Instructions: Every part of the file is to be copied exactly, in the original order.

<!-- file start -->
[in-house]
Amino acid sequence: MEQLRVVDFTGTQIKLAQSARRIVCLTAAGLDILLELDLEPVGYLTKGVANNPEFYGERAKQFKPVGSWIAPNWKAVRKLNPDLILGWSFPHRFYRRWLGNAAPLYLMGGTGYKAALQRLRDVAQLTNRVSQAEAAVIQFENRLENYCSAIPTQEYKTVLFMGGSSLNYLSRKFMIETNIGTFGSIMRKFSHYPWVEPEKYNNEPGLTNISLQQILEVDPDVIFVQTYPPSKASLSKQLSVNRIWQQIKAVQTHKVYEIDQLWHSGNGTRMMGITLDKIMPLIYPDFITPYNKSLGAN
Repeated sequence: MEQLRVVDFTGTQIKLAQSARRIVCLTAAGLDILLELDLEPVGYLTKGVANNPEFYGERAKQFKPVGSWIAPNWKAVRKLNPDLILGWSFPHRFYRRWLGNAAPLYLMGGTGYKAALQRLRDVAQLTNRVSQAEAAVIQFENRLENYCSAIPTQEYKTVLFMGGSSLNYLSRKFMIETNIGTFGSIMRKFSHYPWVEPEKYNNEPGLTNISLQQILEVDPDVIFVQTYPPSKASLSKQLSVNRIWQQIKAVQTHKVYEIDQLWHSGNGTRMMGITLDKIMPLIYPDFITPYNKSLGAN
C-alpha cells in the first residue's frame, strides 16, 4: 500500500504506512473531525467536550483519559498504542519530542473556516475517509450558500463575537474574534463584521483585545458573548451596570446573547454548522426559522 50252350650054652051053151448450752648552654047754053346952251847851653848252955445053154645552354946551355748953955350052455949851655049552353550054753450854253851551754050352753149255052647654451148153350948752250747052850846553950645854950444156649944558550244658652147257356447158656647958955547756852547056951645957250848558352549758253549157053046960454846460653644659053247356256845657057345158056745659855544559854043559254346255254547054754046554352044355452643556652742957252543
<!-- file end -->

[in-house]
Amino acid sequence: MEQLRVVDFTGTQIKLAQSARRIVCLTAAGLDILLELDLEPVGYLTKGVANNPEFYGERAKQFKPVGSWIAPNWKAVRKLNPDLILGWSFPHRFYRRWLGNAAPLYLMGGTGYKAALQRLRDVAQLTNRVSQAEAAVIQFENRLENYCSAIPTQEYKTVLFMGGSSLNYLSRKFMIETNIGTFGSIMRKFSHYPWVEPEKYNNEPGLTNISLQQILEVDPDVIFVQTYPPSKASLSKQLSVNRIWQQIKAVQTHKVYEIDQLWHSGNGTRMMGITLDKIMPLIYPDFITPYNKSLGAN
Repeated sequence: MEQLRVVDFTGTQIKLAQSARRIVCLTAAGLDILLELDLEPVGYLTKGVANNPEFYGERAKQFKPVGSWIAPNWKAVRKLNPDLILGWSFPHRFYRRWLGNAAPLYLMGGTGYKAALQRLRDVAQLTNRVSQAEAAVIQFENRLENYCSAIPTQEYKTVLFMGGSSLNYLSRKFMIETNIGTFGSIMRKFSHYPWVEPEKYNNEPGLTNISLQQILEVDPDVIFVQTYPPSKASLSKQLSVNRIWQQIKAVQTHKVYEIDQLWHSGNGTRMMGITLDKIMPLIYPDFITPYNKSLGAN
C-alpha cells in the first residue's frame, strides 16, 4: 500500500504506512473531525467536550483519559498504542519530542473556516475517509450558500463575537474574534463584521483585545458573548451596570446573547454548522426559522 50252350650054652051053151448450752648552654047754053346952251847851653848252955445053154645552354946551355748953955350052455949851655049552353550054753450854253851551754050352753149255052647654451148153350948752250747052850846553950645854950444156649944558550244658652147257356447158656647958955547756852547056951645957250848558352549758253549157053046960454846460653644659053247356256845657057345158056745659855544559854043559254346255254547054754046554352044355452643556652742957252543